Roaming free in all directions were birds of all kinds,

Particularly iridescent pigeons, nodding and cooing as they went.

“It is my beach,” I yelled,

And off I went to defend what was mine.

I dashed to and fro; birds of all kinds took flight or short hops;

I ran as fast as I could all around the beach I claimed.

Birds seemed to dispute my instant claim,

Stubbornly refusing to clear my domain.

I ran faster and faster till my domain was almost free of birds.

The moment I stopped, they came back,

And off I went again.

Mom stood on the edge of my claim,

Laughing till she could stand no more.

Her six-year-old had taken on an impossible task:

Birds are native to the beach; people are the invaders;

The invaders can never clear the beach of the natives.

But for a while, this invader claimed the beach;

The natives stayed on the edge of my domain nervously looking in.

Until breathlessly, I, master of my domain,

Decided to go for breakfast.

This poem describes a true event that happened when my mother and I went to Hawaii for the first time. It was a happy occasion. We stayed at a hotel across the street from the Waikiki beach and visited the beach every day. The poem attempts to describe the happy abandonment I felt on that morning.

I chose a narrative form for the poem to best set the scene and describe my happy abandonment.The goal of the poem was to describe the happiness and the freedom I felt on that morning. The poem is modeled after “A Good Play” by Robert Louis Stevenson in using simple words to describe what happened and ending with a twist. I wish I had the skill to rhyme this poem from the beginning to the end as Mr. Stevenson did his.

In the first stanza, the goal was to set a quiet scene before I disrupted it noisily and wildly. I personified the objects in my description wherever possible to enliven the mental picture I presented.

The second stanza used verbs to describe a blur of action, indicating the happiness and the freedom I felt as I ran freely and wildly around the beach. The two lines that rhymed helped the action along:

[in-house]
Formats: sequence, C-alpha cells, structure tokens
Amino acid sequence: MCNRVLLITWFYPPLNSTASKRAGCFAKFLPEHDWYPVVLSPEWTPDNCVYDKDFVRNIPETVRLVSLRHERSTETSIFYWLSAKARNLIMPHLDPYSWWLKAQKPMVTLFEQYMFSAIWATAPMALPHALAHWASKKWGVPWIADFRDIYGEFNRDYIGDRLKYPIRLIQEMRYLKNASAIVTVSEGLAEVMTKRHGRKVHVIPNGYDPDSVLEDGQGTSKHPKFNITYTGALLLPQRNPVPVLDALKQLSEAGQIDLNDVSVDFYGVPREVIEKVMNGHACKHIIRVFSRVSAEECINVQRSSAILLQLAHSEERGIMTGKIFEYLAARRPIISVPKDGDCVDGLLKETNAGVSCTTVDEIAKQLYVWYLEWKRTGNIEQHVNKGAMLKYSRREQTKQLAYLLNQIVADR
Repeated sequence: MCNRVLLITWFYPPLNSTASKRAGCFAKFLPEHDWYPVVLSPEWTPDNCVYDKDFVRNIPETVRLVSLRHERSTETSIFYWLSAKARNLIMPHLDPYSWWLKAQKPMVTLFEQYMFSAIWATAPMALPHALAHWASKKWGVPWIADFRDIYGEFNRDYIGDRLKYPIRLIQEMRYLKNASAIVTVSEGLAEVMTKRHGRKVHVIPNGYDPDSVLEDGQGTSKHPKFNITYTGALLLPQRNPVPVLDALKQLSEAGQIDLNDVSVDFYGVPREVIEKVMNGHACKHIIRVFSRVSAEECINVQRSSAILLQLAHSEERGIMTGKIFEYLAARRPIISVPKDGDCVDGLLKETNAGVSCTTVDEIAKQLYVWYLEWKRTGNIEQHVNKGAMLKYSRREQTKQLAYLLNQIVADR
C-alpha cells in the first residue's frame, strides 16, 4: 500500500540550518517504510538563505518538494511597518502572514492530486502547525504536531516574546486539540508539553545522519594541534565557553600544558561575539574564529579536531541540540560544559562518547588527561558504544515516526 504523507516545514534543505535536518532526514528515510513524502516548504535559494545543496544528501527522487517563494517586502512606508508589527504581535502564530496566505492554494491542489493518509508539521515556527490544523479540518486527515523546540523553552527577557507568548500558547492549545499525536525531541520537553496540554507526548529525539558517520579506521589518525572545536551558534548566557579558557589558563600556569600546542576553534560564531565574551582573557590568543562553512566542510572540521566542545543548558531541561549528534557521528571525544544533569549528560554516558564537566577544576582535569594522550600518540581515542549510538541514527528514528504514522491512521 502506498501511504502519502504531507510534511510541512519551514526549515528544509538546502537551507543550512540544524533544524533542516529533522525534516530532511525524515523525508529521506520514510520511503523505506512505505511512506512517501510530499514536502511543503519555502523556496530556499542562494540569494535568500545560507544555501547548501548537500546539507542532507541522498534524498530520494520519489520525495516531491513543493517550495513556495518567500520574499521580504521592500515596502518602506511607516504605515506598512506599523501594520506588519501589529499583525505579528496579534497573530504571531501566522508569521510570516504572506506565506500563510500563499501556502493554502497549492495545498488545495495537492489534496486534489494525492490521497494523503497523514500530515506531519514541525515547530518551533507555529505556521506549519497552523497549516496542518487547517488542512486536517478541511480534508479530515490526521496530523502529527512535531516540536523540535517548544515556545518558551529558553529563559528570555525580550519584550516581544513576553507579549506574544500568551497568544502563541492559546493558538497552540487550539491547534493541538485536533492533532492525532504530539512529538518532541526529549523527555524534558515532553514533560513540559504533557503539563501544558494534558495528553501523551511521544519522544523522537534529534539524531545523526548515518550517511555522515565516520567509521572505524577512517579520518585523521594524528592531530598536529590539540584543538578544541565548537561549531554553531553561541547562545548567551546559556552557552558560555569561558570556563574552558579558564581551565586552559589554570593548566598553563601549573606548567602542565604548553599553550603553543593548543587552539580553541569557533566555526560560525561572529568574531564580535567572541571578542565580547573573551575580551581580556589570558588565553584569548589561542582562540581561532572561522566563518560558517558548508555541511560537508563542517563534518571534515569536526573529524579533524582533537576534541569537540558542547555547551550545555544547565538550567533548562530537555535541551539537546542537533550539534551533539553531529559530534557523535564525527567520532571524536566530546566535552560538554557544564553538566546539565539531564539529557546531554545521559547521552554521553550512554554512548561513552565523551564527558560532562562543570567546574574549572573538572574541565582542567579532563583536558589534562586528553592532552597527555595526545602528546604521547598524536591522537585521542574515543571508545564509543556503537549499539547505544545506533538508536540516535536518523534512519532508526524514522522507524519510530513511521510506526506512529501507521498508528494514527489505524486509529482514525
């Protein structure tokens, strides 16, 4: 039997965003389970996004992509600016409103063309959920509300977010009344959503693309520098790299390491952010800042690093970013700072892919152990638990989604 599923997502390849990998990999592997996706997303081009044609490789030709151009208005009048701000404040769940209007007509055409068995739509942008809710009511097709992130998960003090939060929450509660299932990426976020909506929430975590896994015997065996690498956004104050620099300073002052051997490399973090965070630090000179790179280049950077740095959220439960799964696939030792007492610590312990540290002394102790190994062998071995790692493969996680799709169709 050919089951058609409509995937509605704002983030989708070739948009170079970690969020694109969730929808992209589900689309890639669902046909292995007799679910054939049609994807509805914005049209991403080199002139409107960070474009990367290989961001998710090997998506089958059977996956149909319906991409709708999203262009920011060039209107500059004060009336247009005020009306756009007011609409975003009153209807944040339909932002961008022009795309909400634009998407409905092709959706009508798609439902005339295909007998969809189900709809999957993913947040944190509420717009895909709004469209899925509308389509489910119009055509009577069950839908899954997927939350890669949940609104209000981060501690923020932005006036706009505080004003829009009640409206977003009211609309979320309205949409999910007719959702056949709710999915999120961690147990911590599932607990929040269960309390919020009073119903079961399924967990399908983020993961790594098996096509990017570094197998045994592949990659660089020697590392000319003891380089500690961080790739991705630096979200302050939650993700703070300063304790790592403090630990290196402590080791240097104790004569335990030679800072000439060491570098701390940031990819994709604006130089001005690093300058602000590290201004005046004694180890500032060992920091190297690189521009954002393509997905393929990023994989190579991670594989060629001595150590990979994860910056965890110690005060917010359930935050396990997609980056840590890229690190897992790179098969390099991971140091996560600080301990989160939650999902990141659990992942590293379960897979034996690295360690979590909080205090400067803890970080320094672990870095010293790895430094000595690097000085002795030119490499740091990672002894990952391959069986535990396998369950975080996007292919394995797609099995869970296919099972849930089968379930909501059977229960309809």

“Birds seemed to dispute my instant claim,

Stubbornly refusing to clear my domain.”

The first part of the last stanza turned a little philosophical to set up the scene for the twist in the end.

The goal of the poem was to describe the happiness and the freedom I felt that morning on the Waikiki beach. I used narrative from to set up the scene and describe my actions through which I expressed the happiness and the freedom I felt.

Categories: English 9 | Tags: , , , , | 2 Comments

Lennie (Of Mine and Men)

The following is a found poem that I made for Lennie from Steinbeck’s Of Mice and Men. The poem describes Lennie’s physical appearance, how Lennie treats to George, and how Lennie is treated by George. This shows what type of people Lennie and George are.




Categories: English 9 | Tags: , , , | Leave a comment



Respect, respect, respect,

That is all I hear;

Respect your elders;  respect them for their age;

Respect, respect, respect.


Should age by itself deserve respect?

Should one lucky to defy death be suddenly draped in respectability?

What happened to respecting one’s personality, characteristics, or achievements?

Or, wait, is age demanding politeness from me,

And instruction of such demand somehow garbled into demand of respect?


Should we be taught to be respectful out of politeness,

Not simply paying homage to age for age’s sake?

Should children ever be taught the truth, uncluttered by garbled messages based on tradition and social norm?

God, no!

Such instruction would be too clear and uncluttered;

How could children learn if they are not taught tradition and social norm.




My poem “Respect” describes the Chinese cultural ritual of showing respect to the elders and the younger generation’s frustration with the ritual and with the lack of clear, sensible explanation about the ritual.

The first stanza describes the ritual.  The repetitive use of the word “respect” simulates how that concept was drummed into the younger generation.